Epiglottitis is a cellulitis of the supraglottis that may cause airway compromise. An airway emergency, especially in children, and precautionary measures must be taken.
Epiglottitis is classically described in children aged 2 to 6 years of age; however, it may manifest at any age, including in newborns. In countries that have introduced routine Haemophilus influenzae type B (Hib) vaccination, it is now extremely rare in children and may be more common in adults.
The most common signs are rapid onset of high fever, sore throat, inability to control secretions, classic tripod positioning, difficulty breathing, and irritability. Adults may have a more indolent presentation and may not require airway intervention (only about 11% of adults require intubation whereas most children do).
Cooperation between the otolaryngologist, pediatrician, or emergency room physician and anesthesiologist is crucial.
No action should be taken that could stimulate a child with suspected epiglottitis, including examination of the oral cavity, starting intravenous lines, blood draws, or even separation from a parent. Similar caution is required in fulminant acute epiglottitis in adults.
Diagnosis is made on clinical grounds and laboratory or other interventions should not preclude or delay timely control of the airway if epiglottitis is suspected.
Once the airway has been secured and antibiotics have been initiated, the condition usually resolves rapidly.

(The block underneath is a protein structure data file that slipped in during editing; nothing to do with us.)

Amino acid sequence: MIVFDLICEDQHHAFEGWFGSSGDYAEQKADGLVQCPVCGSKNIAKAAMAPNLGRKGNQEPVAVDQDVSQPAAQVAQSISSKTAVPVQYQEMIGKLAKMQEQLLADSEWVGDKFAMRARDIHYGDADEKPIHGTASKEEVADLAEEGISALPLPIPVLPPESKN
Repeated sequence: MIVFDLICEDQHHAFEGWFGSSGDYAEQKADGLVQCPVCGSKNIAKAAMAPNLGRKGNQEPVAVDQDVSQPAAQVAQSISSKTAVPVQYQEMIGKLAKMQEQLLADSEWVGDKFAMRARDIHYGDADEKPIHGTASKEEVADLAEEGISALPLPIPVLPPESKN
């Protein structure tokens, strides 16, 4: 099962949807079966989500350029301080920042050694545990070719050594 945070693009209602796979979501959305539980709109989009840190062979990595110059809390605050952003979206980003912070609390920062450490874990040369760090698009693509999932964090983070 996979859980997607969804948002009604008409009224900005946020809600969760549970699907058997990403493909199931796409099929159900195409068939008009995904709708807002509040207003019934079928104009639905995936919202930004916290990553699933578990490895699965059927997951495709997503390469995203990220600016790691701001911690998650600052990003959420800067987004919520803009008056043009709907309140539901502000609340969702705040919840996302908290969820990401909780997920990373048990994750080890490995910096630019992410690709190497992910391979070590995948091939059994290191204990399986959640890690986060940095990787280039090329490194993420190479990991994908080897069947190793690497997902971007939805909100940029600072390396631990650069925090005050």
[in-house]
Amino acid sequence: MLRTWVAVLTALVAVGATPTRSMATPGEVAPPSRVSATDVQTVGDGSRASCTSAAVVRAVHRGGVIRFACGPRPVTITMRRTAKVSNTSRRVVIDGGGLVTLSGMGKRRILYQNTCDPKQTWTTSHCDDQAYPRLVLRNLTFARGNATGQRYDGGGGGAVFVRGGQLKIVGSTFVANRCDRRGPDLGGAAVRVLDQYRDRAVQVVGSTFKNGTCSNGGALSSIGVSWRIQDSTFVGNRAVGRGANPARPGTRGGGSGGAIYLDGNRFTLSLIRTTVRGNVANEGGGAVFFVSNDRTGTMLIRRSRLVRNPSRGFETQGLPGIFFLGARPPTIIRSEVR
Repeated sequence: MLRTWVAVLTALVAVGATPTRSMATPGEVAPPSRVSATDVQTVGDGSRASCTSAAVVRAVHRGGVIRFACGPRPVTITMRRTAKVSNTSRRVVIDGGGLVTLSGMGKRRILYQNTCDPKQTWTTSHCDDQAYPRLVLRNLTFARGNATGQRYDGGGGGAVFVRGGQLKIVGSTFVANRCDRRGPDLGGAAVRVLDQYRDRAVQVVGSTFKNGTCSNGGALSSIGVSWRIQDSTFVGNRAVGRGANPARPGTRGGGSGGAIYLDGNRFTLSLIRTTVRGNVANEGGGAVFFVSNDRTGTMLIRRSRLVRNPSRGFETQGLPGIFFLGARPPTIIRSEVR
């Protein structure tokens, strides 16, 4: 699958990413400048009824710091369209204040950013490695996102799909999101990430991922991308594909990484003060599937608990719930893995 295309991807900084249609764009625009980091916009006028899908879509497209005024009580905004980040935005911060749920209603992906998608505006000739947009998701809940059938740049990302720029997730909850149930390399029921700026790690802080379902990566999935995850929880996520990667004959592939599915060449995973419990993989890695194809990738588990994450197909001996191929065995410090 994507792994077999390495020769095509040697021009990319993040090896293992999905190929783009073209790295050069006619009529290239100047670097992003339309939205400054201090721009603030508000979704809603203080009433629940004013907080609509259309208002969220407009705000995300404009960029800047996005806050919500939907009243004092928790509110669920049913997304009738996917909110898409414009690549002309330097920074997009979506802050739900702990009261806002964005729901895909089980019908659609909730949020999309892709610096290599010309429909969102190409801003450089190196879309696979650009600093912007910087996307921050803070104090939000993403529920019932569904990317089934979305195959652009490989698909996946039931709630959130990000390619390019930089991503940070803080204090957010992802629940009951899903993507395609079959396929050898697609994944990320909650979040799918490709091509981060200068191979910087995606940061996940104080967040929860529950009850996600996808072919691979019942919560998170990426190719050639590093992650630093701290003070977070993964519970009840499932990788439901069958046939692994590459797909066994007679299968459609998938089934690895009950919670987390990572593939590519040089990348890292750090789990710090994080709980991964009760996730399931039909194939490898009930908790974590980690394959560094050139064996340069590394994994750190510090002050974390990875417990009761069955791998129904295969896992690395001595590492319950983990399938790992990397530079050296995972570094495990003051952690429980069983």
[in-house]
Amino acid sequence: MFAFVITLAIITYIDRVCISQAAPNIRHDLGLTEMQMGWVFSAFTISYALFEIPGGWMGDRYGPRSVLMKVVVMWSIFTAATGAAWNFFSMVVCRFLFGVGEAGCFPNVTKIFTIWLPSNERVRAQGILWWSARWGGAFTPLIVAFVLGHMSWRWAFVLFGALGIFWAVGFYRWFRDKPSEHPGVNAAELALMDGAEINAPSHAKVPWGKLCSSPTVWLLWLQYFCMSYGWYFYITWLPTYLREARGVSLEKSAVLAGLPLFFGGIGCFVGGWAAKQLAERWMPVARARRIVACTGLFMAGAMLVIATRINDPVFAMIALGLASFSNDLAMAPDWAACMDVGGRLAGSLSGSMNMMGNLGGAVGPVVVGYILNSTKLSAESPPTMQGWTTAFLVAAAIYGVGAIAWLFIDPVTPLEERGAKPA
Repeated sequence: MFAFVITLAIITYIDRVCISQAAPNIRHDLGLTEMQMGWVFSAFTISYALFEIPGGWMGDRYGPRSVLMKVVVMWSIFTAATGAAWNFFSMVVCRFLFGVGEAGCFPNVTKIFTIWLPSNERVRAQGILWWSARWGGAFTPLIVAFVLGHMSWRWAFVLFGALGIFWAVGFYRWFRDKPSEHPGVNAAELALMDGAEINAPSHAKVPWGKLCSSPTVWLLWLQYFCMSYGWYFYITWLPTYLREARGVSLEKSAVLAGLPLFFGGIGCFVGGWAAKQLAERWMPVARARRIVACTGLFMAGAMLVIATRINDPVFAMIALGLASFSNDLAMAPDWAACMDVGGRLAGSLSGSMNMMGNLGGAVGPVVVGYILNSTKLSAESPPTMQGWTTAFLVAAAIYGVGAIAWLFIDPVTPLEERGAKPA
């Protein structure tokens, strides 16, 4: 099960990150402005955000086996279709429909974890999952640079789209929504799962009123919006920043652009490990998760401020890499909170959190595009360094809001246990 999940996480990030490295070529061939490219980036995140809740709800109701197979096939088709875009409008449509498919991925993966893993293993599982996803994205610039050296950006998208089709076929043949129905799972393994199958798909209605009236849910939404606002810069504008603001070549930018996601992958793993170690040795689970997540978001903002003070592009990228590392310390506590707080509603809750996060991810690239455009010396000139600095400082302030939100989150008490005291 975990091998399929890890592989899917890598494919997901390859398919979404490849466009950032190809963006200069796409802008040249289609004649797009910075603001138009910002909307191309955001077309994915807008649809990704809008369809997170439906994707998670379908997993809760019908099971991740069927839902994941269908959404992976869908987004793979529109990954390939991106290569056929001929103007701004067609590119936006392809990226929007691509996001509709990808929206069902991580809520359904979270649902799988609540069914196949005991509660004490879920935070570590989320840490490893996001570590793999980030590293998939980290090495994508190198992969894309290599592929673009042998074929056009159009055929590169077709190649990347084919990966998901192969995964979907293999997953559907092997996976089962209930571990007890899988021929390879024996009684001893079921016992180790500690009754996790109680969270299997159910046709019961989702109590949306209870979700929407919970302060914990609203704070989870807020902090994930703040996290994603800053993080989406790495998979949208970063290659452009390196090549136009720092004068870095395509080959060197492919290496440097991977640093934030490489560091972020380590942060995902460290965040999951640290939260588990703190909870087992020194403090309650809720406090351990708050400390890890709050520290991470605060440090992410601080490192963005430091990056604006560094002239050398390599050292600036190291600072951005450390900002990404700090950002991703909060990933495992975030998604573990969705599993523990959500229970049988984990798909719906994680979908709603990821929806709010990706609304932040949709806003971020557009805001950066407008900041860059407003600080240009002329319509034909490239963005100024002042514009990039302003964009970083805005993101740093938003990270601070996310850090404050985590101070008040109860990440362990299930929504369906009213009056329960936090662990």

Vaccination does not preclude the possibility of epiglottitis or even the possibility of epiglottitis from Haemophilus influenzae.
Epiglottitis is a cellulitis of the supraglottis that has the potential to cause airway compromise and should be treated as a surgical emergency until the airway is examined and secured. Pertinent diagnostic criteria include the classic "tripod" position of the patient, drooling, high fever, and a toxic appearance.
History and exam
Rahul K. Shah, MD, FAAP
VP, Chief Quality and Safety Officer
Children's National Health System
RKS declares that he has no competing interests.
Scott Brietzke, MD
Walter Reed Army Medical Center
Department of Surgery - Otolaryngology Service
SB declares that he has no competing interests.
Sanjay Parikh, MD
Department of Otorhinolaryngology - Head and Neck Surgery
Albert Einstein College of Medicine
SP declares that he has no competing interests.
Kimsey Rodriguez, MD
Ochsner Health System
Department of Otolaryngology
KR declares that he has no competing interests.
David Parry, MD
DP declares that he has no competing interests.
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